This brings us neatly to the Envelope module itself. This is a 4-stage ADSR (based on the Moog 911) with a Sustain level control and Attack, Decay and Release pots – an oddly logical way of presenting them. Normally, the envelope would be triggered by keyboard presses or the sequencer, but there is a separate Trigger In an independent positive and negative (inverted) envelope outputs for more creative uses.
It’s now worth stepping back to the Utilities section where you will find a 6dB/octave high-pass filter (though sadly its cutoff cannot be modulated, and is controlled only directly via the front panel), an attenuator/voltage source and parallel ‘Mult’ section. Although front panel space might have precluded it, an additional Mult and Attenuator would have been very useful additions given the wide range of connectivity options onboard.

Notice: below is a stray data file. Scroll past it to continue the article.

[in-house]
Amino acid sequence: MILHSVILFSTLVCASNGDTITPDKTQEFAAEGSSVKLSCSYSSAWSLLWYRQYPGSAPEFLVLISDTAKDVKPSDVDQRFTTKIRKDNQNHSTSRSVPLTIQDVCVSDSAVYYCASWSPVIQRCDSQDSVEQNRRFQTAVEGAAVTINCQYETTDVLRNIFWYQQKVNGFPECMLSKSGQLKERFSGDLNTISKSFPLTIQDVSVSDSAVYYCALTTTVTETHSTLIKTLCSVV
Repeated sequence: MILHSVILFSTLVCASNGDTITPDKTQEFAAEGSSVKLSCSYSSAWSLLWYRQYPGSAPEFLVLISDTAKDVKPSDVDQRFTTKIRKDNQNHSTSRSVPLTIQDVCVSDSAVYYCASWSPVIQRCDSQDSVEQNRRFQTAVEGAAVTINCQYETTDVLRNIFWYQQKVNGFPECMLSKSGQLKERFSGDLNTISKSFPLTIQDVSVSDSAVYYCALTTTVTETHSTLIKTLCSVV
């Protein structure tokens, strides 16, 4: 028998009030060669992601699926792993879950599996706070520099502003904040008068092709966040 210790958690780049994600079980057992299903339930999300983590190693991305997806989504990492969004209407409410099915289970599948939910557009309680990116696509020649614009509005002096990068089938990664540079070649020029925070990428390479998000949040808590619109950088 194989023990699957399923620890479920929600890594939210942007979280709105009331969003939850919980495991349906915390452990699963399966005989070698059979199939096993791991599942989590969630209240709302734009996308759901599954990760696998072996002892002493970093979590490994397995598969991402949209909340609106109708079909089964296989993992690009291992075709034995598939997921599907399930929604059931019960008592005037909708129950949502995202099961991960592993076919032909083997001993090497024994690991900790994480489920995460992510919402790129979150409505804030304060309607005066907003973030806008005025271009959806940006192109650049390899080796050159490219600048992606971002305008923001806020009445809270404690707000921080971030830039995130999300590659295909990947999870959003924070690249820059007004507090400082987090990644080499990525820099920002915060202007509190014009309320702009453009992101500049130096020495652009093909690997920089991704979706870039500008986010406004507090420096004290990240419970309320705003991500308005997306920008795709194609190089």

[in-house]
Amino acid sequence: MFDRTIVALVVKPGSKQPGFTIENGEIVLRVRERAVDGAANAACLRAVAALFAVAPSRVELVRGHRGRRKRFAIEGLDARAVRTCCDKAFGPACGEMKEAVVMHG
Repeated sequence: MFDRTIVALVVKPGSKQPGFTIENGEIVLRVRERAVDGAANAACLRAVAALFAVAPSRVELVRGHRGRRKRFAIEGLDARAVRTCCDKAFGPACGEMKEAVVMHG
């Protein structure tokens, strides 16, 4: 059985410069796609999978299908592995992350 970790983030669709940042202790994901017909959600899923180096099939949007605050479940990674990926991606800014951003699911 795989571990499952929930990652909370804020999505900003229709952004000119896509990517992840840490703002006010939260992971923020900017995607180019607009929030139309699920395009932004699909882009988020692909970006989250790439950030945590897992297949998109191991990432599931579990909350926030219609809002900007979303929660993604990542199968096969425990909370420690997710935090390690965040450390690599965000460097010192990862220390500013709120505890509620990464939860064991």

If (God forbid) you feel like you are outgrowing your Grandmother - it still doesn't sound quite right as a synth name - you can add extra functionality into the mix.
At first glance, the Modulation section looks as though it would be a relatively conventional LFO (Low-Frequency Oscillator). It can of course do this, with its output routed (via suitable ‘amount’ pots) to modulate VCO Pitch, VCF Cutoff and the PWM of VCO 1, and with the overall strength determined by the Mod Wheel position. However, besides offering an independent S/H (randomised sample-and-hold) output, it has both Sync and Rate jack inputs. The latter, combined with the fact that its rate can run to over 1kHz, means that it can be made to act as a 3rd audio oscillator – rather neat, and a bit like a Minimoog in reverse.